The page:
The first rule is that you shouldn't expect anything to be organised for you. There's no automatic routine, as each university has its own disability statement. Arrangements therefore vary from institution to institution. Your senior tutor can advise you on the normal procedure. You will certainly need to substantiate your claim with a medical certificate (in the case of illness) or an up-to-date educational psychologist's assessment (in the case of a learning difficulty). Do so as early as possible in the academic year, so that the exam board has time to make arrangements for you. (I recommend that you keep a photocopy of the certificate you send in case it gets lost in transit.)
Below are some typical situations for which special arrangements are normally made. To find out more about allowances that can be made for a range of conditions from dyslexia to blindness, contact Skill, the national bureau for students with disabilities, listed at the end of this book.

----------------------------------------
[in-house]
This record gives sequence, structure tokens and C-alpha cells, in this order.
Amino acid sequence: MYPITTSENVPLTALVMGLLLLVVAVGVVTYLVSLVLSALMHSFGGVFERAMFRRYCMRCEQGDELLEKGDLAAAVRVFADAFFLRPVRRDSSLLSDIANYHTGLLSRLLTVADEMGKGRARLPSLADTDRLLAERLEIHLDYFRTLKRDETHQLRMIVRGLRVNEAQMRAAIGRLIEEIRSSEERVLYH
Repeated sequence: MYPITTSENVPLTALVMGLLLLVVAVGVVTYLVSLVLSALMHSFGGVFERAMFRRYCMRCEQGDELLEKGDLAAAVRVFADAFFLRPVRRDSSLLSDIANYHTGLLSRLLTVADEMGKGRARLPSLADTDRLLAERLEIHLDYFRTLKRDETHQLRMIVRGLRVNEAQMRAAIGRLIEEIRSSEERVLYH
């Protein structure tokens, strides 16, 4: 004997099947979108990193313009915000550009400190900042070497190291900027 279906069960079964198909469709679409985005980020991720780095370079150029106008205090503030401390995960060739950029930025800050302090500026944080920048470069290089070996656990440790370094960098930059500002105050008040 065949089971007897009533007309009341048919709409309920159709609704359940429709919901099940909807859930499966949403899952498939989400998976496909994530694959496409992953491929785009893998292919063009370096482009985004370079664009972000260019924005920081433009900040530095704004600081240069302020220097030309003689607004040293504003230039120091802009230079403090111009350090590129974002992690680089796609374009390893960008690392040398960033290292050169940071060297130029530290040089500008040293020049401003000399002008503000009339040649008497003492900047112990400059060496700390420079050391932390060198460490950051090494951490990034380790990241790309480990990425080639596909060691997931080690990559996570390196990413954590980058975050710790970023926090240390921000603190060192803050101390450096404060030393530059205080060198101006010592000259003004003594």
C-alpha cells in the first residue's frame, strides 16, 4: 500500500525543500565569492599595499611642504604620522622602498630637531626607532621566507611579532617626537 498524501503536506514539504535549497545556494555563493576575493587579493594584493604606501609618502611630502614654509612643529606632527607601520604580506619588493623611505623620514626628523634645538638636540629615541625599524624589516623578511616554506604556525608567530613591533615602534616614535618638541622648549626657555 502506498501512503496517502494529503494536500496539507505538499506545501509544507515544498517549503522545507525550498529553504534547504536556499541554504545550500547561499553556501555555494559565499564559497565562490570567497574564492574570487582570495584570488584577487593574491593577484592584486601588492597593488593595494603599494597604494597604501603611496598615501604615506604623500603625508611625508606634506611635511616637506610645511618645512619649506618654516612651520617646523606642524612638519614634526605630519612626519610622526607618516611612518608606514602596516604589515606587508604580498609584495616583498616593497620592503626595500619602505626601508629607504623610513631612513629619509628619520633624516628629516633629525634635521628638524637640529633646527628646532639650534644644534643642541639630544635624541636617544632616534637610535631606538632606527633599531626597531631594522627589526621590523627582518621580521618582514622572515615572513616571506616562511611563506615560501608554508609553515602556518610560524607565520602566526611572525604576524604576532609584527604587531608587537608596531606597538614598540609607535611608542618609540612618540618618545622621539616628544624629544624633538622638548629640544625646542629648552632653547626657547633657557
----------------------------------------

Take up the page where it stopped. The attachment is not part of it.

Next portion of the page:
A certificate for a learning difficulty such as dyslexia will normally allow you between 10 and 15 minutes' extra time in the hour–in other words, you can expect an extra 45 minutes in a three-hour paper. If your difficulty is severe you may be given more; you may also be given coloured exam paper and allowed to use a computer with a spellcheck.
Examiners will be advised to make suitable allowances. For dyslexia-style conditions, this would normally mean disregarding spelling irregularities.
The type of arrangement made for illness or disability varies according to the nature of your condition. For instance, you should be able to sit the